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CFMEU pushes for mining super profits tax as housing fix

Photo: TND

Leaders on both sides of the political divide have slapped down a proposal for a mining super profits tax that would fund an expansion of the nation’s social spending programs.

The powerful Construction, Forestry, Mining and Electrical Union published figures on Tuesday suggesting the policy could be key to solving Australia’s worsening housing crisis.

Speaking at the National Press Club in Canberra, CFMEU secretary Zach Smith said more than $500 billion in social and affordable housing construction could be funded by taxing mining giants, which have reaped windfall profits amid high commodity prices in recent years.

But the federal government was quick to shoot down the idea, with Prime Minister Anthony Albanese confirming it wouldn’t be pursued.

“No,” he said, when asked about the CMFEU’s mining tax proposal.

Shadow treasurer Angus Taylor also reacted negatively on Tuesday.

“Higher taxes won’t build more houses and heavy-handed government intervention will not unclog housing supply backlogs,” he said.

The Greens, however, were supportive, with housing spokesman Max Chandler-Mather saying the CFMEU was another voice calling on the federal government to do more on housing.

“From the unions, to economists, homelessness support services, and the construction industry, everyone is now telling Labor that it needs to do more to fix the housing crisis,” Mr Chandler-Mather said.

“The CFMEU’s report is clear, the housing crisis will get worse under Labor’s Housing Australia Future Fund, unless they invest far more in public and affordable housing, which is exactly what everyone from the Greens to the CFMEU are now pushing for.”

Mr Smith claimed a tax levied on just 0.3 per cent of Australian companies could underpin the building of 750,000 social and affordable dwellings, easing the strain on hard-hit households and renters.

“Not only is a super profits tax the best way to generate the funding we need whilst causing minimal harm, a super profits tax is a positive thing in and of itself,” Mr Smith told the National Press Club.

“Super profits are a failure in our economic system. Profit should only be sufficient to motivate private enterprise to do what it does.

“The rest is inefficiency; in Australia, we have allowed a whole lot of very cosy monopolies and oligopolies to develop.”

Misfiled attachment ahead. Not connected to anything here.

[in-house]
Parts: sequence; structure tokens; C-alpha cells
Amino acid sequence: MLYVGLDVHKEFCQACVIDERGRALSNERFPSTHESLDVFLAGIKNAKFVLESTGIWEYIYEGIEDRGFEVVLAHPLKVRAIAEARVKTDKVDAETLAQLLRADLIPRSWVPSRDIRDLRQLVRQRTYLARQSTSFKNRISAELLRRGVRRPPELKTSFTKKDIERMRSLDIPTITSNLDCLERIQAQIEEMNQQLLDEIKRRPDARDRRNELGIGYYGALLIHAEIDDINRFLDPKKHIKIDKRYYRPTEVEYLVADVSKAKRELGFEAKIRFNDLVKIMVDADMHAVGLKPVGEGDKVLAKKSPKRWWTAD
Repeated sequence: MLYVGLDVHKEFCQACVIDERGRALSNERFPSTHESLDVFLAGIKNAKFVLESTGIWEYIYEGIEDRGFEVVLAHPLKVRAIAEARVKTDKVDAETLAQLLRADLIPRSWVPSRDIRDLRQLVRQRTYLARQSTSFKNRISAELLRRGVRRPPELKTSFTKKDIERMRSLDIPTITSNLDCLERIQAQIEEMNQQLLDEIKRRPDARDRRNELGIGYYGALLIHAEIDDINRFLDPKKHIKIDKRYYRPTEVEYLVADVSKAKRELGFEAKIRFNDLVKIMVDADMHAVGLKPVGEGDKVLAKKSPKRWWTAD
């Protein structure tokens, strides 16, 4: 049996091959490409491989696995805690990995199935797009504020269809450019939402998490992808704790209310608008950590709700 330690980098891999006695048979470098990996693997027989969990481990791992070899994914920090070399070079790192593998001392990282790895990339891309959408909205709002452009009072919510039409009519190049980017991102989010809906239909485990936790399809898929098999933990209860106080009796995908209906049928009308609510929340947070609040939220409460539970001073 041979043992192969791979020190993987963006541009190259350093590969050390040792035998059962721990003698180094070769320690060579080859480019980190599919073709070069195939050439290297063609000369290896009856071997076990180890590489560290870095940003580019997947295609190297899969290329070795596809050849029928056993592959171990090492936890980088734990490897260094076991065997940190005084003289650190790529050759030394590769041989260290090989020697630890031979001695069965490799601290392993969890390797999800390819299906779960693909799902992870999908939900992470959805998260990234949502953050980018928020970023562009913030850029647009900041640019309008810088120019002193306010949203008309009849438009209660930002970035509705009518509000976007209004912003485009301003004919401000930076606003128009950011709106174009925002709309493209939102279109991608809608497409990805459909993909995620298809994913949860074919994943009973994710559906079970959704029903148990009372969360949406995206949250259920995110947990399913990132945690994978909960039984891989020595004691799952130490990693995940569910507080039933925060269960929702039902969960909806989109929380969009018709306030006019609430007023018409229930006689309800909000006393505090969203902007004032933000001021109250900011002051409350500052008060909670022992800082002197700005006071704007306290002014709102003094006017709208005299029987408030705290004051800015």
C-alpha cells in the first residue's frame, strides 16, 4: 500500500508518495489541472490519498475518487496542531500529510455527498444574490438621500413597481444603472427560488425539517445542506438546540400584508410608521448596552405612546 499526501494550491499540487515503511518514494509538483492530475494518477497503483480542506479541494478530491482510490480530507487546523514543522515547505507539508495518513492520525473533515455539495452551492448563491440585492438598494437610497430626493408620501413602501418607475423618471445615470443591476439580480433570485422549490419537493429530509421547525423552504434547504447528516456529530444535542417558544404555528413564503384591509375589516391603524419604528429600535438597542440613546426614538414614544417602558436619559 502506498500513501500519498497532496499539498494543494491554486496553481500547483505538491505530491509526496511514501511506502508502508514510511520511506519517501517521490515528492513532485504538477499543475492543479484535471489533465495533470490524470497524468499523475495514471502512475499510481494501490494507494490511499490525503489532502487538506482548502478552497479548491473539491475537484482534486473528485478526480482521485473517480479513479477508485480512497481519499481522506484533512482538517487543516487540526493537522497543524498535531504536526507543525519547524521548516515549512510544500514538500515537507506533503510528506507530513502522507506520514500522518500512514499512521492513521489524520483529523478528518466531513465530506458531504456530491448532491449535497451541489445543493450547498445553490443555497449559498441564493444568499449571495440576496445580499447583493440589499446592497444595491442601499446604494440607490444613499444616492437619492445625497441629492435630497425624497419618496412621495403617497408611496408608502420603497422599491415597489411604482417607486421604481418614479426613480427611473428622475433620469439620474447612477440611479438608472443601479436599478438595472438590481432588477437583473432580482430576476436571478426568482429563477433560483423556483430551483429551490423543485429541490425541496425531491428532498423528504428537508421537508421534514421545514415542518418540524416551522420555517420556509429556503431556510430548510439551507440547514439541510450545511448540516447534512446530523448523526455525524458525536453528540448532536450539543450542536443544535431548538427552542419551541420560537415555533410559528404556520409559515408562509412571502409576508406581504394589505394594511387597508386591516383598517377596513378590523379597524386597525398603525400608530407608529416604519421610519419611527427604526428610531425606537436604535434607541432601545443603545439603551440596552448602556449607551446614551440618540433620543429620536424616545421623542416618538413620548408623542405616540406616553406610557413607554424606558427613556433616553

Unions wants super profits tax to fix housing crisis

Fresh mining tax proposal

The CFMEU’s mining tax model, which was developed based on estimates by BIS Oxford Economics, would tax so-called mining “super profits” at a 40 per cent rate for companies with more than $100 million in annual revenue (about 0.3 per cent of companies).

Mr Smith said super profits would be defined on a company-by-company basis by multiplying shareholder equity returns by 5 per cent, plus the long-term bond rate.

Each dollar of profit after this threshold would be taxed, though companies would be able to offset losses against the tax similar to the existing company tax regime, Mr Smith said.

“Even with those allowances, it would still raise significant revenue,” he said.

Oxford Australia modelling found the CMFEU proposal would raise $290 billion in public revenue over the next decade and “considerably more” in the decade after that, though it’s worth noting that such projections are based on notoriously unstable commodity prices.

A separate model of a mining super profits tax proposed by the Australian Greens and costed by the Parliamentary Budget Office would raise $118 billion over a nine-year period.

But the essential rationale for a tax is the same – Australia’s largest mining companies are raking in huge profits, particularly amid the Ukraine war, and are being taxed relatively lightly compared to other countries like Norway.

Urgent need to address housing crisis

Mr Smith argued that redistributing profits away from these mining giants could provide key funding to addressing Australia’s housing crisis, which has become so acute that most renters are now experiencing housing stress.

“The average home owner in Sydney right now is seeing half their income going straight to mortgage repayments,” Mr Smith said.

“For those who want to get into the market, it would take the average income earner 12 years to save up enough for a 20 per cent deposit.”

Mr Smith said the construction industry had the capacity to build enough homes to meet rapidly rising demand, particularly as migration rates rebounded after COVID-19, but that more public funding was ultimately needed.

Albanese rebuffs proposal

Mr Albanese, however, was quick to reject the CMFEU mining tax proposal on Tuesday.

He said the government wasn’t going to introduce a mining tax, while Government Services Minister Bill Shorten also talked it down.

“The government has no plans that I’m aware of to have any sort of super tax,” Mr Shorten told ABC radio.

“The government’s got a strategy and think we should stay the course and back in what we know.”

That’s not surprising given Labor’s history: The party paid a heavy political price for introducing a mining tax under the Rudd/Gillard governments after the mining industry funded a massive campaign against the move.

But Mr Smith said the CFMEU wouldn’t be deterred by the lack of appetite from Canberra, and would make the policy part of its longer-term campaigning.

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